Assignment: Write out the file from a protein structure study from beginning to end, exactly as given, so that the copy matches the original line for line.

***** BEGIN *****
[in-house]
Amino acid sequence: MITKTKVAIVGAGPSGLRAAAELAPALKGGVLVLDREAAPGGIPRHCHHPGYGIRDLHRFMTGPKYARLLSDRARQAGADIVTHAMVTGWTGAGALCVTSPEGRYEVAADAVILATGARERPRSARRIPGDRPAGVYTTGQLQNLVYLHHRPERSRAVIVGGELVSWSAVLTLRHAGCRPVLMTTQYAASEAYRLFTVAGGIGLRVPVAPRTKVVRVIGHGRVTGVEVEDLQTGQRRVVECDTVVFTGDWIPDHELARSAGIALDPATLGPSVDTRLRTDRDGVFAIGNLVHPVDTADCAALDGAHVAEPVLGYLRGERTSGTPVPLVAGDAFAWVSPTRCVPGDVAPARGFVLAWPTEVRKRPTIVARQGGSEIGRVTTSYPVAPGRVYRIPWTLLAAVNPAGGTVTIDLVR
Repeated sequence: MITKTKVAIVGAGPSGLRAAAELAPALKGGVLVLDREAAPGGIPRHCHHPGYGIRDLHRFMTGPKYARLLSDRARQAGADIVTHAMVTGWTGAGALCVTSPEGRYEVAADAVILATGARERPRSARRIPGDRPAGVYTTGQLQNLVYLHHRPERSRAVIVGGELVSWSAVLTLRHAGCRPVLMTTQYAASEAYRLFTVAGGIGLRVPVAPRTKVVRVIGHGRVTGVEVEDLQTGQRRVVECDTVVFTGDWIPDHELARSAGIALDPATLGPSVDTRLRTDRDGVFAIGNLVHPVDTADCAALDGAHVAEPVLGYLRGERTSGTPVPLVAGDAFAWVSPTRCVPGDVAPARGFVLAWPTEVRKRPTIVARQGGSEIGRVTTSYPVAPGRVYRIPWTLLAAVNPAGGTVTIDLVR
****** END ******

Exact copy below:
[in-house]
Amino acid sequence: MITKTKVAIVGAGPSGLRAAAELAPALKGGVLVLDREAAPGGIPRHCHHPGYGIRDLHRFMTGPKYARLLSDRARQAGADIVTHAMVTGWTGAGALCVTSPEGRYEVAADAVILATGARERPRSARRIPGDRPAGVYTTGQLQNLVYLHHRPERSRAVIVGGELVSWSAVLTLRHAGCRPVLMTTQYAASEAYRLFTVAGGIGLRVPVAPRTKVVRVIGHGRVTGVEVEDLQTGQRRVVECDTVVFTGDWIPDHELARSAGIALDPATLGPSVDTRLRTDRDGVFAIGNLVHPVDTADCAALDGAHVAEPVLGYLRGERTSGTPVPLVAGDAFAWVSPTRCVPGDVAPARGFVLAWPTEVRKRPTIVARQGGSEIGRVTTSYPVAPGRVYRIPWTLLAAVNPAGGTVTIDLVR
Repeated sequence: MITKTKVAIVGAGPSGLRAAAELAPALKGGVLVLDREAAPGGIPRHCHHPGYGIRDLHRFMTGPKYARLLSDRARQAGADIVTHAMVTGWTGAGALCVTSPEGRYEVAADAVILATGARERPRSARRIPGDRPAGVYTTGQLQNLVYLHHRPERSRAVIVGGELVSWSAVLTLRHAGCRPVLMTTQYAASEAYRLFTVAGGIGLRVPVAPRTKVVRVIGHGRVTGVEVEDLQTGQRRVVECDTVVFTGDWIPDHELARSAGIALDPATLGPSVDTRLRTDRDGVFAIGNLVHPVDTADCAALDGAHVAEPVLGYLRGERTSGTPVPLVAGDAFAWVSPTRCVPGDVAPARGFVLAWPTEVRKRPTIVARQGGSEIGRVTTSYPVAPGRVYRIPWTLLAAVNPAGGTVTIDLVR